The rear panel houses the power button, input for the external 12V PSU, MIDI I/O, inputs for a hi‑hat pedal, footswitch and four additional pads, an aux in socket, a stereo output pair and, finally, a headphone output.The rear panel houses the power button, input for the external 12V PSU, MIDI I/O, inputs for a hi‑hat pedal, footswitch and four additional pads, an aux in socket, a stereo output pair and, finally, a headphone output.

Importing samples is as simple as putting your 16‑bit WAV (or AIFF) files into the root directory of a USB memory stick (or hard drive) then using the 'import all' option. USB transmission speed wasn't lightning fast but it worked reliably enough. And since root directories have a limit of 256 items you can't import everything in one go, but that's no great hardship, either.

Populated with original samples, the DTX began to acquire a fab new personality (and some zappy kicks and snares). Although I mentioned that building kits from scratch is a drag (especially when you use all four velocity layers of every pad), the results are worth it. You can load either 500 user waves or 64MB's worth — whichever limit is reached first. No stereo wave can be bigger than 4MB and mono waves are restricted to half that. Otherwise, the sky's the limit.

The second USB port — the USB to host connection — lets you use the DTX as a MIDI interface. PC and Mac owners can happily whack in their percussion parts in a far more natural way than via a keyboard. The USB interface is also your means of playing recordings back to the DTX's tone generator.

Sequencer

It seems to be an unwritten rule that if a set of drum pads are fitted with a sequencer, then that sequencer has to suck. Yamaha have embraced this rule like they're hoping for a partnership deal with Dyson. Not only must you stop playback to record a new pattern, but the default recording mode is 'one shot', which plays through its designated number of bars (from one to 999) then stops, warning you not to turn off while it stores your recording. This can be remedied by switching to 'loop', but I'd argue strongly that 'loop' should be the default behaviour.

Recordings are made in real time at a resolution of 480 pulses per quarter note. You can activate quantise prior to recording, or you can apply it afterwards. But be warned: the quantise process is destructive. And there's no undo. Nor can you delete an individual instrument or note when you've made a mistake.

Up to 50 user patterns may be stored internally (with more on a USB stick), which is probably enough for most gigs. There are 128 preset patterns, too, in a variety of styles. Many of these are rather busy and seem more about showing off the capabilities of the machine than providing useable grooves to play along with.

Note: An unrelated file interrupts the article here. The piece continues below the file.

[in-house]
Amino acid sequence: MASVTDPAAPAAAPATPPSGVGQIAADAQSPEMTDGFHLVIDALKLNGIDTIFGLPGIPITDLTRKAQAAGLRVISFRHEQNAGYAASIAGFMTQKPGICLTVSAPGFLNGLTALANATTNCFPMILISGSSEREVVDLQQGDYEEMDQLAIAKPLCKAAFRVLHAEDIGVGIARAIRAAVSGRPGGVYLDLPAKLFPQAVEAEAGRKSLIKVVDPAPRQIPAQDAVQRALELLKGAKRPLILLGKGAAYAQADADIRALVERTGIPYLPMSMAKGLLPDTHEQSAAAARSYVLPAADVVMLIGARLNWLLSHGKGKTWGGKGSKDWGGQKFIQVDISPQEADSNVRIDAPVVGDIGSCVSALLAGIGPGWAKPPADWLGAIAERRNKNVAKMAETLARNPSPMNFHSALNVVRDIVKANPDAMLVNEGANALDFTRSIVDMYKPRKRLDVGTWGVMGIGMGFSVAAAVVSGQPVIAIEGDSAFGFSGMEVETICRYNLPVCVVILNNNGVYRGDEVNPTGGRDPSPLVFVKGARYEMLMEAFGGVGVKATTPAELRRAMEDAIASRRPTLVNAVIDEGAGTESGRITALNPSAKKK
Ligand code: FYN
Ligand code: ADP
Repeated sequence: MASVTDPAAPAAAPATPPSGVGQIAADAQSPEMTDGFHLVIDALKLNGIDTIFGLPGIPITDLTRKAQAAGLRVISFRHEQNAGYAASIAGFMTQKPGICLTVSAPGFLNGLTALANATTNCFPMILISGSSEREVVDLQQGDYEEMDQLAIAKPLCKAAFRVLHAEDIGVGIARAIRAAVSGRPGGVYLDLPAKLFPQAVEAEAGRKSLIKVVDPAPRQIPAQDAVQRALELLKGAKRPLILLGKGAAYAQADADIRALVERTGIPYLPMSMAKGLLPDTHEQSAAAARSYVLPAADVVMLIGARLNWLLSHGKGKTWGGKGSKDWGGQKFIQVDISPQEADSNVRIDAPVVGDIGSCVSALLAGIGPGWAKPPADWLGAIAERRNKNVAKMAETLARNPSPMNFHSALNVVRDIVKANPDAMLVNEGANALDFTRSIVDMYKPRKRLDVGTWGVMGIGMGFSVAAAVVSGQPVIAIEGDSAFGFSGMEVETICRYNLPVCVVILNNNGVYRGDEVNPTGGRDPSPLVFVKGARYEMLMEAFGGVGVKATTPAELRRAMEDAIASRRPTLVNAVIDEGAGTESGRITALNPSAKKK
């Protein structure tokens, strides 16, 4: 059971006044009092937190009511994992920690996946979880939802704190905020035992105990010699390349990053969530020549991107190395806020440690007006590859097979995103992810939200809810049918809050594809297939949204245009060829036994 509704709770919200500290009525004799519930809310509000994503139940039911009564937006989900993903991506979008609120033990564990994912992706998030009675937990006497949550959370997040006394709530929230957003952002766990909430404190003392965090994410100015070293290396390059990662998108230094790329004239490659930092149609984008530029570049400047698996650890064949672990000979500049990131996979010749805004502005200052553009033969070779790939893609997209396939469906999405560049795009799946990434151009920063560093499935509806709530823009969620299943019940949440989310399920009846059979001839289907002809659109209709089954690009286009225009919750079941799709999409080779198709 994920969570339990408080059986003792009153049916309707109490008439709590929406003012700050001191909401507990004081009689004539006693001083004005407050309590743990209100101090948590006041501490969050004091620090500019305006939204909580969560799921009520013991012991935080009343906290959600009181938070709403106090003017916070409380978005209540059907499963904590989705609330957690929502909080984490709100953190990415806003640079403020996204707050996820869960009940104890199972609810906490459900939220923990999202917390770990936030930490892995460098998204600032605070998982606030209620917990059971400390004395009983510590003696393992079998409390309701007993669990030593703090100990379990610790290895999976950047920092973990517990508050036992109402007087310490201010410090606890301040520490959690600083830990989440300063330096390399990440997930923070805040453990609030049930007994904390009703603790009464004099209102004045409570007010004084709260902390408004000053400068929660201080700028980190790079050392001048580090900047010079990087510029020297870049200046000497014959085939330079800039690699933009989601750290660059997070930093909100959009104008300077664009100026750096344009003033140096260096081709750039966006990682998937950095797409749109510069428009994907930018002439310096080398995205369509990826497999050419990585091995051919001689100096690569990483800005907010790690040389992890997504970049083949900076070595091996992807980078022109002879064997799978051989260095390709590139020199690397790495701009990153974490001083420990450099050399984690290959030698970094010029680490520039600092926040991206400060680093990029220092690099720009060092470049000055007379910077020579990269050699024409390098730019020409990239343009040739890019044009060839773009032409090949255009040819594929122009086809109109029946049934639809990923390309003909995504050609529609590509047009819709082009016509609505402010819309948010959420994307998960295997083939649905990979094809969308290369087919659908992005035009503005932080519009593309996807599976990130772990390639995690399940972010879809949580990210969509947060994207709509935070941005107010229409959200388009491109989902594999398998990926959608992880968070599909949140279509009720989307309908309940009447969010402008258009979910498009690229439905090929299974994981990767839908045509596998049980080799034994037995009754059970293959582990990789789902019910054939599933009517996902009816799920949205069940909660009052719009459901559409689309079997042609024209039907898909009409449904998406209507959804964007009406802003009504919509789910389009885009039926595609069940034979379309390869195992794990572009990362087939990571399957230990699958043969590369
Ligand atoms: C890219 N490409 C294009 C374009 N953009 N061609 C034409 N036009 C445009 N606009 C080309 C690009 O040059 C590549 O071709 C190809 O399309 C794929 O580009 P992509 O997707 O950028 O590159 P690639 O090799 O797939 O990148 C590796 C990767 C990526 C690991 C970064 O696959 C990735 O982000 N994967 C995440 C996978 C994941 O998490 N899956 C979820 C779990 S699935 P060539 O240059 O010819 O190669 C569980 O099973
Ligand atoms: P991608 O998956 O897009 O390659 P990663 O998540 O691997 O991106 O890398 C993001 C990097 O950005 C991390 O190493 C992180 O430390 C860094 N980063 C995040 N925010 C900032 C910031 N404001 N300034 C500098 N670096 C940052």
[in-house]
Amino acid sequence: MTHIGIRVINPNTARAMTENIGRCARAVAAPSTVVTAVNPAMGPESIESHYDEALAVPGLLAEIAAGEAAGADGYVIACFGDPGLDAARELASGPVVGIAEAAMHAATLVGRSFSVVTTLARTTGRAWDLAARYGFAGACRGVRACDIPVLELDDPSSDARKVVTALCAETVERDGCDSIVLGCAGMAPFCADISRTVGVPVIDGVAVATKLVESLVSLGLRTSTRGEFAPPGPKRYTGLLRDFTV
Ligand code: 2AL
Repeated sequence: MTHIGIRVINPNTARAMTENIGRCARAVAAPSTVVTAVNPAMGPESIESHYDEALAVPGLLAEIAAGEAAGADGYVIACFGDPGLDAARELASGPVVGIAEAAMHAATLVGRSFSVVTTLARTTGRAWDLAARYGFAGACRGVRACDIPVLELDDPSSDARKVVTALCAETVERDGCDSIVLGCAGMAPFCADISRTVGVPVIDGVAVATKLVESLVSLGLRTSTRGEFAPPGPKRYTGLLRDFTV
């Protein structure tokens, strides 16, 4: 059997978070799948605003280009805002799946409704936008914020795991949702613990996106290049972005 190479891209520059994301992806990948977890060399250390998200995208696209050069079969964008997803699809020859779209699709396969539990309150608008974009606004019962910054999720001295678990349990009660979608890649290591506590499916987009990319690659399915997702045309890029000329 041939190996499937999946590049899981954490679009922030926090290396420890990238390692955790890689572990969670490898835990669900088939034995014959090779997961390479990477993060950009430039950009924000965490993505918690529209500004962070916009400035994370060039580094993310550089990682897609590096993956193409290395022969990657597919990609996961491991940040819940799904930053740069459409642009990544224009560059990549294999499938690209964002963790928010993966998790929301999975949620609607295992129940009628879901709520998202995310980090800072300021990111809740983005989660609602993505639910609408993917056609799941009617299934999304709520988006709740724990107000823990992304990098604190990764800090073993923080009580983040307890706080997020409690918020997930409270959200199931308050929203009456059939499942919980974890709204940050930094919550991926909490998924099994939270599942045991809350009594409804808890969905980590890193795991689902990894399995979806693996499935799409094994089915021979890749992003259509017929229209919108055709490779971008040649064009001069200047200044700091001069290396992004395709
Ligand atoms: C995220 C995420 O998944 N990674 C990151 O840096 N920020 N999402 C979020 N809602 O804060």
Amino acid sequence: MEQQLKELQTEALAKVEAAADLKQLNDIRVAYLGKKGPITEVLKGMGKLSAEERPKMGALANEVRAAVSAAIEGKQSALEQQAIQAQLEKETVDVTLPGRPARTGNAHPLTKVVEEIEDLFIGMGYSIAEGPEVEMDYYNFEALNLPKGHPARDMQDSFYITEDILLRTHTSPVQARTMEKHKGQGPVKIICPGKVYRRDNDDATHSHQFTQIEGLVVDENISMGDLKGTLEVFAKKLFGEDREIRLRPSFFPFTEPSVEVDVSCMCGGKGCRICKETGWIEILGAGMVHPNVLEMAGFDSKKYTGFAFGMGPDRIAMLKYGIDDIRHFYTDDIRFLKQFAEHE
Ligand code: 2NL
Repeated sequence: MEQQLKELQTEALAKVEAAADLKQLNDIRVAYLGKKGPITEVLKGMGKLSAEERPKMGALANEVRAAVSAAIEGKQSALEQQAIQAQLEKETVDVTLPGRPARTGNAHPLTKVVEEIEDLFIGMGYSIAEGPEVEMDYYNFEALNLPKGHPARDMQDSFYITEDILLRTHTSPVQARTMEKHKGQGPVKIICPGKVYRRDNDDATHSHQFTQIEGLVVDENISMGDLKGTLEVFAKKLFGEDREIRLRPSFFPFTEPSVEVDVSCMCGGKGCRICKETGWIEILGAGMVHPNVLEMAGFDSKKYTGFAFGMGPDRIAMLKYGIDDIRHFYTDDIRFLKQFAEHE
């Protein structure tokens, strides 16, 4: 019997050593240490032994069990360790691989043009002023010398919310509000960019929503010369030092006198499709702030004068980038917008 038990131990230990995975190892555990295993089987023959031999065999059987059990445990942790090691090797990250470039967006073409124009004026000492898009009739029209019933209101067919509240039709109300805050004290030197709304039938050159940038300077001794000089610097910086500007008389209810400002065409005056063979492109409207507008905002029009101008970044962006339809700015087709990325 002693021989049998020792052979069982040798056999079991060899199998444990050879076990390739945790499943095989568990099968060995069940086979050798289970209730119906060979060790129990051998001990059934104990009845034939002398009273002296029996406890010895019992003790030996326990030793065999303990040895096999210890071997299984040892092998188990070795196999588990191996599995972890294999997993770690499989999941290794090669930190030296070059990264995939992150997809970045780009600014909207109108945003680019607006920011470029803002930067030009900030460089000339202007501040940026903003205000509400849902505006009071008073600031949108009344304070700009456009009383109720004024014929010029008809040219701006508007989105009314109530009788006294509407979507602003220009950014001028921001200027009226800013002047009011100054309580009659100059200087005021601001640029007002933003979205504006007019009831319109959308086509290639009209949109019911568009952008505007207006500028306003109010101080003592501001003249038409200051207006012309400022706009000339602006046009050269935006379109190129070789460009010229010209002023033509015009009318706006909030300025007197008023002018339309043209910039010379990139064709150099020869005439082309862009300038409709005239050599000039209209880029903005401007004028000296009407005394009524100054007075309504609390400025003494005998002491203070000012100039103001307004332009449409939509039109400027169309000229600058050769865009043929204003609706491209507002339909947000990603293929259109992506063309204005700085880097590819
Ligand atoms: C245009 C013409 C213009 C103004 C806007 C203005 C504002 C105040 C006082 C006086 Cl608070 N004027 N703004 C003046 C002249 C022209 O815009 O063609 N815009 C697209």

This is a sequencer with the absolute minimum of transport controls, but given that so much available panel space is (rightly) taken up by drum pads, it's understandable. Start and Stop share a key, and Record is accessed via Shift and Play. There's a dedicated tempo button to awaken the metronome click at any time. Tap tempo is provided, too — and, in fact, there's a bewildering number of options related to the metronome. These include the selection of internal tones to be used, the metronome's main volume, the individual volumes of beats within a bar, and the metronome audio routing: whether to the headphones only, or to phones and master output in parallel. You can optionally have a metronome that consists of triggered MIDI notes and, naturally, there's a menu for which ones. Now this is all very well, but personally I wondered if it's because Yamaha became so fascinated by the metronome that they totally forgot to include several more useful functions.

Despite its capacity of 152,000 notes, it's been a while since I found a sequencer less inspiring than this one. Still, it is at least an onboard means of creating patterns that you can assign to be triggered by pads. This is a particularly worthy feature for those of us who like to store a few one‑shot, super‑slick patterns to pull out of the hat when needed. The sequencer can import Standard MIDI Files (type 0), which proved to be my preferred way of populating the user patterns.

Conclusion

The DTX is packed with a huge array of percussive choices. Its pad layout works equally well for hand or stick performance and the 64MB of non‑volatile user memory is ready to be filled with any samples you care to import. If 64MB seems a paltry amount when compared to the MP3 player built into your phone, in terms of hi‑tech musical instruments, Flash ROM still occupies the land of MB, not GB. I was initially sceptical about the inclusion of so many non‑percussion samples, but did eventually come to appreciate them as features in my own kits.